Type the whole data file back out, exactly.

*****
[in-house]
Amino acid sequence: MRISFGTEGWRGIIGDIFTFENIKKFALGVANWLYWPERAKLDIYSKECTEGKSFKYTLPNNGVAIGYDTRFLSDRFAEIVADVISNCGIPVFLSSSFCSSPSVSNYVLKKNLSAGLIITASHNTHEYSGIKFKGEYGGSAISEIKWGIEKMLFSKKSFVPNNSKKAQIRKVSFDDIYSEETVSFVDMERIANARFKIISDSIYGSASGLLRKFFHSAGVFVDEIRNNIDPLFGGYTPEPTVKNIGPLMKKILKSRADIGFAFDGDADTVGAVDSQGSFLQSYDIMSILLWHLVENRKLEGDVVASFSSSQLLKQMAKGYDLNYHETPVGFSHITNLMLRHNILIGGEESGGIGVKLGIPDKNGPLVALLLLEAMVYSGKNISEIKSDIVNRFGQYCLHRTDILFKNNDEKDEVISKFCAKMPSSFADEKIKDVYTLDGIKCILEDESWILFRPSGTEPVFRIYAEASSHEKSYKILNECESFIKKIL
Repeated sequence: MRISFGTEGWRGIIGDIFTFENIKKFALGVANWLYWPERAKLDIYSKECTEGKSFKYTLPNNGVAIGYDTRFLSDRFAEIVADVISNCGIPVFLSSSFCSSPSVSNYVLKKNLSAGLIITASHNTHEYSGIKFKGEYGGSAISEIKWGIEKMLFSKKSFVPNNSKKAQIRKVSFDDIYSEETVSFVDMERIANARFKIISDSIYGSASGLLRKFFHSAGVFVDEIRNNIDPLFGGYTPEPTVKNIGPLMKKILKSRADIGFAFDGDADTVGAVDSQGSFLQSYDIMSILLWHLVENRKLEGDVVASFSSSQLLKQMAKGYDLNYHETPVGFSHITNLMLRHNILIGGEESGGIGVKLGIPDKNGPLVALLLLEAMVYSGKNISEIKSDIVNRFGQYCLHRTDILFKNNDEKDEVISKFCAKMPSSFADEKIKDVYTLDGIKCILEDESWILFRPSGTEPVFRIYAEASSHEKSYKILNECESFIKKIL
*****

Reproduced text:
[in-house]
Amino acid sequence: MRISFGTEGWRGIIGDIFTFENIKKFALGVANWLYWPERAKLDIYSKECTEGKSFKYTLPNNGVAIGYDTRFLSDRFAEIVADVISNCGIPVFLSSSFCSSPSVSNYVLKKNLSAGLIITASHNTHEYSGIKFKGEYGGSAISEIKWGIEKMLFSKKSFVPNNSKKAQIRKVSFDDIYSEETVSFVDMERIANARFKIISDSIYGSASGLLRKFFHSAGVFVDEIRNNIDPLFGGYTPEPTVKNIGPLMKKILKSRADIGFAFDGDADTVGAVDSQGSFLQSYDIMSILLWHLVENRKLEGDVVASFSSSQLLKQMAKGYDLNYHETPVGFSHITNLMLRHNILIGGEESGGIGVKLGIPDKNGPLVALLLLEAMVYSGKNISEIKSDIVNRFGQYCLHRTDILFKNNDEKDEVISKFCAKMPSSFADEKIKDVYTLDGIKCILEDESWILFRPSGTEPVFRIYAEASSHEKSYKILNECESFIKKIL
Repeated sequence: MRISFGTEGWRGIIGDIFTFENIKKFALGVANWLYWPERAKLDIYSKECTEGKSFKYTLPNNGVAIGYDTRFLSDRFAEIVADVISNCGIPVFLSSSFCSSPSVSNYVLKKNLSAGLIITASHNTHEYSGIKFKGEYGGSAISEIKWGIEKMLFSKKSFVPNNSKKAQIRKVSFDDIYSEETVSFVDMERIANARFKIISDSIYGSASGLLRKFFHSAGVFVDEIRNNIDPLFGGYTPEPTVKNIGPLMKKILKSRADIGFAFDGDADTVGAVDSQGSFLQSYDIMSILLWHLVENRKLEGDVVASFSSSQLLKQMAKGYDLNYHETPVGFSHITNLMLRHNILIGGEESGGIGVKLGIPDKNGPLVALLLLEAMVYSGKNISEIKSDIVNRFGQYCLHRTDILFKNNDEKDEVISKFCAKMPSSFADEKIKDVYTLDGIKCILEDESWILFRPSGTEPVFRIYAEASSHEKSYKILNECESFIKKIL